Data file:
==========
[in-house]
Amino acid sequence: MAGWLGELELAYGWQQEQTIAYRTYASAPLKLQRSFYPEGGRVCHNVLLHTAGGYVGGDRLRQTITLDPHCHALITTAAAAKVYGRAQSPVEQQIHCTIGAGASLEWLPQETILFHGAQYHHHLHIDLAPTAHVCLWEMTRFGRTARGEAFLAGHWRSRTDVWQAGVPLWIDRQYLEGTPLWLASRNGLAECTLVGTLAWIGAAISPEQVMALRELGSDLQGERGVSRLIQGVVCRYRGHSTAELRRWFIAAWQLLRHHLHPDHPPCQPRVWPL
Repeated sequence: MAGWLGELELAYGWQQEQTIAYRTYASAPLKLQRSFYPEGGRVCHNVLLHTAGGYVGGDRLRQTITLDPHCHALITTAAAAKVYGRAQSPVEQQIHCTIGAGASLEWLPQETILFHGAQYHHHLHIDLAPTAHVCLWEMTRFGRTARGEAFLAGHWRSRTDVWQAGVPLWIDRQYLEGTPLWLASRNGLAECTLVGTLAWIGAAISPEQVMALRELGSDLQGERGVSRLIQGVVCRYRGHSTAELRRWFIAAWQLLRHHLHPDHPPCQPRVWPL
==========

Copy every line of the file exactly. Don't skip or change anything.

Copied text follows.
[in-house]
Amino acid sequence: MAGWLGELELAYGWQQEQTIAYRTYASAPLKLQRSFYPEGGRVCHNVLLHTAGGYVGGDRLRQTITLDPHCHALITTAAAAKVYGRAQSPVEQQIHCTIGAGASLEWLPQETILFHGAQYHHHLHIDLAPTAHVCLWEMTRFGRTARGEAFLAGHWRSRTDVWQAGVPLWIDRQYLEGTPLWLASRNGLAECTLVGTLAWIGAAISPEQVMALRELGSDLQGERGVSRLIQGVVCRYRGHSTAELRRWFIAAWQLLRHHLHPDHPPCQPRVWPL
Repeated sequence: MAGWLGELELAYGWQQEQTIAYRTYASAPLKLQRSFYPEGGRVCHNVLLHTAGGYVGGDRLRQTITLDPHCHALITTAAAAKVYGRAQSPVEQQIHCTIGAGASLEWLPQETILFHGAQYHHHLHIDLAPTAHVCLWEMTRFGRTARGEAFLAGHWRSRTDVWQAGVPLWIDRQYLEGTPLWLASRNGLAECTLVGTLAWIGAAISPEQVMALRELGSDLQGERGVSRLIQGVVCRYRGHSTAELRRWFIAAWQLLRHHLHPDHPPCQPRVWPL